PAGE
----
GRANITE PEAK PUBLICATIONS: Books accompanying travelers to the Park since 2002

The Yellowstone Supervolcano, or, Is Yellowstone About to Blow?

Interview with Dr. Bruno J. Giletti about the Yellowstone Supervolcano

Stories in the international media and on the Internet have stirred up a great deal of interest in Yellowstone as a supervolcano. The term seems to have been popularized first in a BBC program years ago. In April 2005, U.S. TV channels showed a new “factual drama” produced by the BBC and the Discovery Channel and titled Supervolcano.

These programs caused consternation to the point of inspiring some people to question whether it is safe to travel to the Yellowstone area. So we decided to interview our own scientist, Dr. Bruno J. Giletti, Professor Emeritus of Geological Sciences, Brown University, about the supervolcano. Dr. Giletti, do you feel we should be worried about an eruption of the Yellowstone Caldera‘s supervolcano occurring soon?

Dr. Bruno GilettiBruno J. Giletti: First, I would like to distinguish between two parts of this geological question. Many eruptions have taken place within the caldera since the last supervolcano eruption 639,000 years ago. These were lava flows that erupted intermittently for a period of years or decades. They were much smaller events and not what people are referring to when they talk about a supervolcano eruption.

The supervolcano eruption is a major spewing out of molten rock from within the Yellowstone Caldera. This is what has happened three times in about the last two million years. Those eruptions blew out as much as 2500 cubic kilometers of magma from the caldera, probably in a few weeks’ time. This molten rock had built up within the earth’s crust. Prior to an eruption it would have raised the ground level an average of a few hundred meters in the caldera.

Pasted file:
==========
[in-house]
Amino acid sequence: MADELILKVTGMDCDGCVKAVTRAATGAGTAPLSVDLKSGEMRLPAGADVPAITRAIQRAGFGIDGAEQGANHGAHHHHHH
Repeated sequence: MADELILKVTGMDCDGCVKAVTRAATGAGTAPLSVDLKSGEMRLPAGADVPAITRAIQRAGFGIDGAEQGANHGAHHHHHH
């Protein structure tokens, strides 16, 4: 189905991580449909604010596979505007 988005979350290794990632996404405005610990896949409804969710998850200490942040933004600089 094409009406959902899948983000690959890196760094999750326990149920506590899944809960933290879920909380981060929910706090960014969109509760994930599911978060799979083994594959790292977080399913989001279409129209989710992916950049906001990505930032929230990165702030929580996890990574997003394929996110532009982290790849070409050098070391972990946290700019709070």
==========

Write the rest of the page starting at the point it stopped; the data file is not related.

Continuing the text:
In contrast, two small rising areas exist in the park today. Geophysicists have found that these areas, called resurgent domes, have risen only about one meter over the past eighty years.

The volume of magma needed for a superexplosion would require considerable time to accumulate below the caldera. Given the amount of geophysical instrumentation deployed in and around the park, we would have ample evidence of this process taking place. Consequently, we would have ample warning if such a process were occurring. My personal estimate would be a period of many years.

Thus, I don’t think we should be worried about an imminent supervolcano eruption. We would need a great deal more magma below the Yellowstone caldera’s surface, and there’s no evidence for that. Is there anything the U.S. government should be doing to minimize damage from this potential eruption?

BJG: Given the size of the eruption 639,000 years ago, there would not be much a government could do to modify or reduce the eruption. When geophysical and geochemical signals indicate that such an explosion is imminent, an option would be to evacuate significant portions of Montana, Wyoming, and Idaho, and possibly areas farther away from Yellowstone Park. This would require major population dislocations.

If such massive evacuations become necessary, they would be unprecedented in scale. It might be useful for federal and state planners to examine the logistics of this move in terms of availability of highways, food, drinking water, and fuel, as well as where these people could go. I think there is ample time to make such plans.

There should be increased federal support for research into a possible supervolcano explosion. This would enable scientists to develop detection instruments that are more sensitive and precise than those that are available now—and to focus directly on the supervolcano. Then they could devise ways to measure at any time the locations, sizes, and shapes of magma bodies under Yellowstone. From what is learned, they might even develop means to mitigate the effects. Should people be encouraged to go to the park in spite of the instability of the region?

BJG: Of course they should! I would say the likelihood of a supervolcano eruption in the Yellowstone area in the next decade is extremely small. There is not enough magma, and if it’s growing at all, it’s growing at a very slow rate.

NOTE: For further information, see the U.S. Geological Survey’s frequently asked questions.

ON THIS WEBSITE: Be sure to look at the Yellowstone National Park Map to find out where the Yellowstone Caldera is.

IN THE GUIDEBOOK: Pages 307–318 of Yellowstone Treasures, fourth edition, explain about the three caldera events, the most recent of which created the present-day caldera, as well as answering the question: Are we due for another caldera eruption?

Updated May 20, 2013. Copyright 2005–2013. All Rights Reserved.

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